has tripled its online assortment of products in the last year thanks to an overhaul of its marketplace. But one company—Cartier—is less than thrilled that its pricy jewelry is now sold on Walmart’s website.
Walmart made headlines last week when the Wall Street Journal reported that a third-party vendor, New York-based Jewelry Unlimited, was selling a $18,000 diamond watch by Cartier on walmart.com on Black Friday.
But Cartier took aim at Walmart on Monday and said it could not vouch for the authenticity of the watches sold via walmart.com. (Walmart does not take possession of items sold in its marketplaces. It simply provides the e-commerce infrastructure and charges a fee to the vendor.)
“Wal-Mart is not a Cartier authorized retailer therefore Cartier has no knowledge or involvement in the selling or marketing of this watch nor can confirm the authenticity of the piece,” Cartier, a unit of Swiss luxury conglomerate Richemont, said in a statement. But the statement did not explicitly call on Walmart to stop selling the watches.
Cartier did not respond to a request by Fortune for comment. Jewelry Unlimited web site lists Cartier as a brand it sells, but Jewelry Unlimited could not be reached to comment about whether it is an authorized Cartier dealer.
As for Walmart, it said in a statement to Fortune, “If we get complaints about the authenticity or source of a product, we will work with the customer and the seller, and may remove the product from our site.”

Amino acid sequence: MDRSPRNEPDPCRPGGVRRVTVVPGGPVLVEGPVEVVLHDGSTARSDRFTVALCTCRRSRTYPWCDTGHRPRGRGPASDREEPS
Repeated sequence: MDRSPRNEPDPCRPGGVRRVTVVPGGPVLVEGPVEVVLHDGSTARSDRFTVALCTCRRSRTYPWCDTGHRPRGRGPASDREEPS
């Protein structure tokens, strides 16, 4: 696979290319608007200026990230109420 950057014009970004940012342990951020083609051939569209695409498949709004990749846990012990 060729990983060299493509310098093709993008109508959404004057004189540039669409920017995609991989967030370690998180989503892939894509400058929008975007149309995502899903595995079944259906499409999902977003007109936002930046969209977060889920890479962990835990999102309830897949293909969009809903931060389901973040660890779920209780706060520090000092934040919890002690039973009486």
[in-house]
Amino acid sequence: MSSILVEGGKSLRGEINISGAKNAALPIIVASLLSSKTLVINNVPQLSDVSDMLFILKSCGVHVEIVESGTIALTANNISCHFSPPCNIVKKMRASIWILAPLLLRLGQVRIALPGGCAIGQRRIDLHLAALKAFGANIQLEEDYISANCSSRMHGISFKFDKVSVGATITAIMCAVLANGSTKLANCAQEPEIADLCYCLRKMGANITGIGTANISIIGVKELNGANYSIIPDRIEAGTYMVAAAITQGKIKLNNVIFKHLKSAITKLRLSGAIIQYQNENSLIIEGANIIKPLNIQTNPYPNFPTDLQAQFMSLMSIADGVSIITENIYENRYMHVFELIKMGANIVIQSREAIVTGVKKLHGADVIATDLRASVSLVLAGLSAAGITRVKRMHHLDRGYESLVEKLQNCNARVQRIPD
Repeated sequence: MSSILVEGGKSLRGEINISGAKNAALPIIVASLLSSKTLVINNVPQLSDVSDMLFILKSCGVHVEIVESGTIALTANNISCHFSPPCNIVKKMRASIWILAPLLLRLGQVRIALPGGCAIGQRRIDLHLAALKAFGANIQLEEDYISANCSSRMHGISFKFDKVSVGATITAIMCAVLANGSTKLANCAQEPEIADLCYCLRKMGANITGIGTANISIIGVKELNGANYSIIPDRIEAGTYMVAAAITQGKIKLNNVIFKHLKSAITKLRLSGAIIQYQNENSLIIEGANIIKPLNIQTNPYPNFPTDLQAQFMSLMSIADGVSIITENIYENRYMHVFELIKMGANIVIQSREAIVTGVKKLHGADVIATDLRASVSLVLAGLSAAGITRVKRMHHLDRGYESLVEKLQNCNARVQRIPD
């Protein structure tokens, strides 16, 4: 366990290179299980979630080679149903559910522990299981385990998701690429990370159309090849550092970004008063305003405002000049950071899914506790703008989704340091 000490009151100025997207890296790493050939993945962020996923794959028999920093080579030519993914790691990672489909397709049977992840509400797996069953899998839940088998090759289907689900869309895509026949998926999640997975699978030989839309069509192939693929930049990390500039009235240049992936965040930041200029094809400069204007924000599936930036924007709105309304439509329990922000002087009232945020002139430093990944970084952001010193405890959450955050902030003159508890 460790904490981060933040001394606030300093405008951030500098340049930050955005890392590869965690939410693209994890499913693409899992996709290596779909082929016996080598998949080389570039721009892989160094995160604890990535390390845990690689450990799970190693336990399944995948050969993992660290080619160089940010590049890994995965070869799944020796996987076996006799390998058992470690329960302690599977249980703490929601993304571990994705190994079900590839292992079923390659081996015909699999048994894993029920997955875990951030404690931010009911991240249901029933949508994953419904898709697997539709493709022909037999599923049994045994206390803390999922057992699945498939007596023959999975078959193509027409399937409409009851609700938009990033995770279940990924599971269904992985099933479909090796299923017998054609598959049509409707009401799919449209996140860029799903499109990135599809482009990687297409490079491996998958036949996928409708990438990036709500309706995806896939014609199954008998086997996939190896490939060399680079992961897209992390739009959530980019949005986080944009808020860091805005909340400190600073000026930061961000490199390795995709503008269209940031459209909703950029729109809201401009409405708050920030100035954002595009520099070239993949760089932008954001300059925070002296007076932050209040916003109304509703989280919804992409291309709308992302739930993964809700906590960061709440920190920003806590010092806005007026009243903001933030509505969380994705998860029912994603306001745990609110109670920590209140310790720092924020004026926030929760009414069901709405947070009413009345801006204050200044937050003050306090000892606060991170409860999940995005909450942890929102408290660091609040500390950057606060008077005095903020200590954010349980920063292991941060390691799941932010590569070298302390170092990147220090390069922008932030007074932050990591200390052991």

For a company like Cartier, being sold at Walmart can be seen as potentially damaging to its luxury aura. Cartier tries to control the distribution of its goods by selling its products solely through its own stores and authorized retailers. Cartier acknowledges that its products can be found in unauthorized stores, both online and brick-and-mortar, raising the risk that faulty or even fake Cartier items may be sold to unwitting customers.
Cartier watches were also available on Amazon as of Monday evening. In the past, Cartier has been aggressive about protecting its brand identity by suing the likes of Amazon, HauteLook, and Apple
over in various intellectual property cases. Amazon.com currently lists several Cartier items.
Earlier this year, Walmart completed a massive upgrade of its marketplaces as it looks to compete with eBay
more effectively. There are now 23 million different products on the site, up from 8 million a year ago, allowing Walmart to offer more upscale brands like Michael Kors
online than it has in stores.
Last year, Tiffany & Co
successfully sued Costco Wholesale over the sale of engagement rings that the bulk retailer called “Tiffany” by using an argument similar to Cartier’s.